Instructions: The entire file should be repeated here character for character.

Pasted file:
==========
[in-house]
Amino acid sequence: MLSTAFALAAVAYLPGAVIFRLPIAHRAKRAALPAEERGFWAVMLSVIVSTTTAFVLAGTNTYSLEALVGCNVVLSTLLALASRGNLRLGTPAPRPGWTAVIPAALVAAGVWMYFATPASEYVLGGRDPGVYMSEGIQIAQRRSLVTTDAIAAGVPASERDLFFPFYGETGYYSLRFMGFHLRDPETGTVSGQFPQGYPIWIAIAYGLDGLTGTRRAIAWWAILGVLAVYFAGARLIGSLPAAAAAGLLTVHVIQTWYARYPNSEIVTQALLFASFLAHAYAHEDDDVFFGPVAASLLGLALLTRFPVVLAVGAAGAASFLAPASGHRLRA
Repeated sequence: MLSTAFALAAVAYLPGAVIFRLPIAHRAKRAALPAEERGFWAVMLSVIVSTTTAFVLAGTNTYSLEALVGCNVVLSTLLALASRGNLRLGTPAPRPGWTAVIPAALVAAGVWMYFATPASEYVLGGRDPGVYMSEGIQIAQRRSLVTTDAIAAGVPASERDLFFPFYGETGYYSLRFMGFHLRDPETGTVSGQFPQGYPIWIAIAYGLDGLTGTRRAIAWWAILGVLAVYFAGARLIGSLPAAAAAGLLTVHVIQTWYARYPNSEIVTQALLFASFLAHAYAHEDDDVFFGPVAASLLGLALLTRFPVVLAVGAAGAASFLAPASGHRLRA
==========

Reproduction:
[in-house]
Amino acid sequence: MLSTAFALAAVAYLPGAVIFRLPIAHRAKRAALPAEERGFWAVMLSVIVSTTTAFVLAGTNTYSLEALVGCNVVLSTLLALASRGNLRLGTPAPRPGWTAVIPAALVAAGVWMYFATPASEYVLGGRDPGVYMSEGIQIAQRRSLVTTDAIAAGVPASERDLFFPFYGETGYYSLRFMGFHLRDPETGTVSGQFPQGYPIWIAIAYGLDGLTGTRRAIAWWAILGVLAVYFAGARLIGSLPAAAAAGLLTVHVIQTWYARYPNSEIVTQALLFASFLAHAYAHEDDDVFFGPVAASLLGLALLTRFPVVLAVGAAGAASFLAPASGHRLRA
Repeated sequence: MLSTAFALAAVAYLPGAVIFRLPIAHRAKRAALPAEERGFWAVMLSVIVSTTTAFVLAGTNTYSLEALVGCNVVLSTLLALASRGNLRLGTPAPRPGWTAVIPAALVAAGVWMYFATPASEYVLGGRDPGVYMSEGIQIAQRRSLVTTDAIAAGVPASERDLFFPFYGETGYYSLRFMGFHLRDPETGTVSGQFPQGYPIWIAIAYGLDGLTGTRRAIAWWAILGVLAVYFAGARLIGSLPAAAAAGLLTVHVIQTWYARYPNSEIVTQALLFASFLAHAYAHEDDDVFFGPVAASLLGLALLTRFPVVLAVGAAGAASFLAPASGHRLRA